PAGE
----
As we celebrate 25 years since one of the highest-grossing Hollywood films hit theatres, Titanic is, once more, making headlines but not for the reasons you might think. No, we’re not here to talk about the renewed interest in Celine Dion’s cult hit “My Heart Will Go On,” or whether Leonardo DiCaprio’s doomed character actually could have survived on that floating piece of door (more on that below).

But in fact, it’s the mystery that has never been solved, even 25 years on: who spiked James Cameron’s Titanic crew with the illegal psychedelic drug, PCP?

The story is so wild that we’re surprised it has never really had much discourse… until now. Per Vanity Fair, the story goes, it was your typical day on set; long hours filming lengthy, arduous scenes at all sorts of hours of the day. On this particular evening on August 9, 1996, as the clock struck midnight, the crew cut for what, in the context of a late shoot, was considered lunch. What was on the menu? Seafood chowder, and one so delicious that it was reported some people ate three or four bowls’ worth. What nobody knew at the time, however, was that this tasty chowder was laced with the psychedelic drug, PCP (otherwise known as Angel’s Dust).

Soon enough, madness ensued.

“People are moaning and crying, wailing, collapsed on tables and gurneys,” Titanic director James Cameron told Vanity Fair in 2009. “You can’t make this stuff up.”

“Everyone seemed confused. Everyone was having trouble getting their work done,” added Marilyn McAvoy via VICE, a painter who worked on various props in the film. “En masse, we went through these hospital doors at 1 a.m. in the morning. They did not know what to do with us. It became pretty chaotic.”

Those who weren’t affected took it upon themselves to separate the intoxicated bunch, which included Cameron and actor Bill Paxton, and take them to the local hospital. Paxton, who was said to be rather enjoying the effects of his PCP experience, left the hospital in the midst of the storm.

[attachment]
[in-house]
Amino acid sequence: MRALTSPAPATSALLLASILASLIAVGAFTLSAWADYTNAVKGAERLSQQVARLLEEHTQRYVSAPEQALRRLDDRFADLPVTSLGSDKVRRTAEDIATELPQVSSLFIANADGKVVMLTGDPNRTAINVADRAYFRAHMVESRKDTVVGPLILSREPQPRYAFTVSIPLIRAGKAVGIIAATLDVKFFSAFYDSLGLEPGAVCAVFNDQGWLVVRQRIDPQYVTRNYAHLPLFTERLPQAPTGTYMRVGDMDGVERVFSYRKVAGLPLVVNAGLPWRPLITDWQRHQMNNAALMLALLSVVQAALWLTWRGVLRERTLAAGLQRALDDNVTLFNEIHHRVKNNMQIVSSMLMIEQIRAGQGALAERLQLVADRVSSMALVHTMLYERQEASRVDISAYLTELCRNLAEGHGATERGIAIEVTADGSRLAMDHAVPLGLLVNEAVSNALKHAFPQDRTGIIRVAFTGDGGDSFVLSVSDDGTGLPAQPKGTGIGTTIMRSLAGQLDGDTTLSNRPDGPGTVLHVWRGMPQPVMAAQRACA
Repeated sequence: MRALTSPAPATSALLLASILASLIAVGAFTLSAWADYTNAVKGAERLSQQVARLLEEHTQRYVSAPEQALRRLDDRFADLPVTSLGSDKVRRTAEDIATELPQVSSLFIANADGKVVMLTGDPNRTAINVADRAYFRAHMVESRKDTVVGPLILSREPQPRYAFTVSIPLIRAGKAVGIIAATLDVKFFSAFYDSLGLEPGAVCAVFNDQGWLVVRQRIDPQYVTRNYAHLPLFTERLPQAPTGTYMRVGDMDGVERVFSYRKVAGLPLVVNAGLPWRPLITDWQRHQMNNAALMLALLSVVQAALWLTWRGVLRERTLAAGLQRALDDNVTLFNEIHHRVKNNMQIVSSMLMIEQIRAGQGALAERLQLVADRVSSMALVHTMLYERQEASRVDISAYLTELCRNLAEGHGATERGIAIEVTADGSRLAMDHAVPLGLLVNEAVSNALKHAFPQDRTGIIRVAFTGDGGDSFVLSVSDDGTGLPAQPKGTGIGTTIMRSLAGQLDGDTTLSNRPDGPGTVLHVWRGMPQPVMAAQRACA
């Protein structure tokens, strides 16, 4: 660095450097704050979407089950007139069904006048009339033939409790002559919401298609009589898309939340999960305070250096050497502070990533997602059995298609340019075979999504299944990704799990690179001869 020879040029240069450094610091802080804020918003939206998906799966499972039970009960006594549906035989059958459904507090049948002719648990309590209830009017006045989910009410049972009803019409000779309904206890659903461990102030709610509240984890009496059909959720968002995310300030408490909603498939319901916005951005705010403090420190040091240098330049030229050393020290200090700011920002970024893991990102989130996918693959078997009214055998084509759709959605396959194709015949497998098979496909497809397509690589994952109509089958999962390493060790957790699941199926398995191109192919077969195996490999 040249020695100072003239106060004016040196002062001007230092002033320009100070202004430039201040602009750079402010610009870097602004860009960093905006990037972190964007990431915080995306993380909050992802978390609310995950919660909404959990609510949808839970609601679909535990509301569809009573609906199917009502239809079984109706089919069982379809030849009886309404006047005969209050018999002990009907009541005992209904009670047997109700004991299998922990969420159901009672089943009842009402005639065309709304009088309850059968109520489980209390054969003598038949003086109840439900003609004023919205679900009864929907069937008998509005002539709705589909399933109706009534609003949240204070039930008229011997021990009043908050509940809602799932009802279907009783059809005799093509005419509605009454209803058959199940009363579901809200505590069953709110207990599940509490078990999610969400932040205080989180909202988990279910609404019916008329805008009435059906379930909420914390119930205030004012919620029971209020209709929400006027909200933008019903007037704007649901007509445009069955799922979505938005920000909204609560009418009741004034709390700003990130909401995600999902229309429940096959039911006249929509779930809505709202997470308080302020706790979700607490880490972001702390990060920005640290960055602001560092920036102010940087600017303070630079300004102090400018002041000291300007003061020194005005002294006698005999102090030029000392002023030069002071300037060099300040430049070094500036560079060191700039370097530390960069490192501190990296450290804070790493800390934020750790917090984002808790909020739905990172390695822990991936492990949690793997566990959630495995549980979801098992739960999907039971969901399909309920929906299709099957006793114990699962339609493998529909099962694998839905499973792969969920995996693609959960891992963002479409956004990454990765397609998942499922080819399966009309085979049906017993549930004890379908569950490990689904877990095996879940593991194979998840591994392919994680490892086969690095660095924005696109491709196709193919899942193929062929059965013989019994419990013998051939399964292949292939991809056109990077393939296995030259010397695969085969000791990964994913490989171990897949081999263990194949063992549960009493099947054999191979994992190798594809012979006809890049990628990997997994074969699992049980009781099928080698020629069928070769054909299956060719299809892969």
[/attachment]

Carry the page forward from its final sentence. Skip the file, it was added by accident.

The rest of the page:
“I said, ‘Jim [Cameron], I’m not gonna hang out here. This is bedlam,’” he told the Los Angeles Times in 2015. “‘I’m gonna … wander back down to the set and just drink a case of beer,’ which is what I did. That seemed to help me.”

Cameron, who himself fell victim to the PCP spiking but quickly vomited the toxins out of his system, at first suspected “red tide,” a naturally occurring toxin that can make shellfish dangerous to eat. In reality, perhaps a disgruntled crewman spiked the soup. Or maybe it was a caterer? Yet, twenty-five years later, there’s still no culprit; no one knows who would do such a thing or why.

But, per Vanity Fair, Cameron had his suspicions.

“We had fired a crew member the day before because they were creating trouble with the caterers. So we believe the poisoning was this idiot’s plan to get back at the caterers, whom of course we promptly fired the next day. So it worked,” he said.

Cameron once told The New Yorker that there was this real sense of “catastrophe around the whole production.” At the conclusion of filming, not only was the project US$100 million over budget and several months behind schedule – Cameron obsessed over every little detail of the film’s era, from using real caviar and authentic Edwardian carpeting – but there was no reassurance from the studio’s or any stakeholders involved that this would ultimately become one of the highest grossing films of all time. The PCP incident was just the icing on the cake of many a disaster to unfold.

And about that little old debate regarding Jack (DiCaprio) surviving if he had only just stayed afloat with Kate Winslet’s character, Rose, it looks like James Cameron has once and for all put that debate to bed, proving that Jack couldn’t have survived the Titanic sinking.

In an interview with Postmedia, Cameron said that he had commissioned “a scientific study to put this whole thing to rest and drive a stake through its heart once and for all”.

“We have since done a thorough forensic analysis with a hypothermia expert who reproduced the raft from the movie … We took two stunt people who were the same body mass of Kate and Leo and we put sensors all over them and inside them and we put them in ice water and we tested to see whether they could have survived through a variety of methods and the answer was, there was no way they both could have survived. Only one could survive.”

The results of the study will be shown on National Geographic when Titanic is re-released in February 2023.

So there you go, people!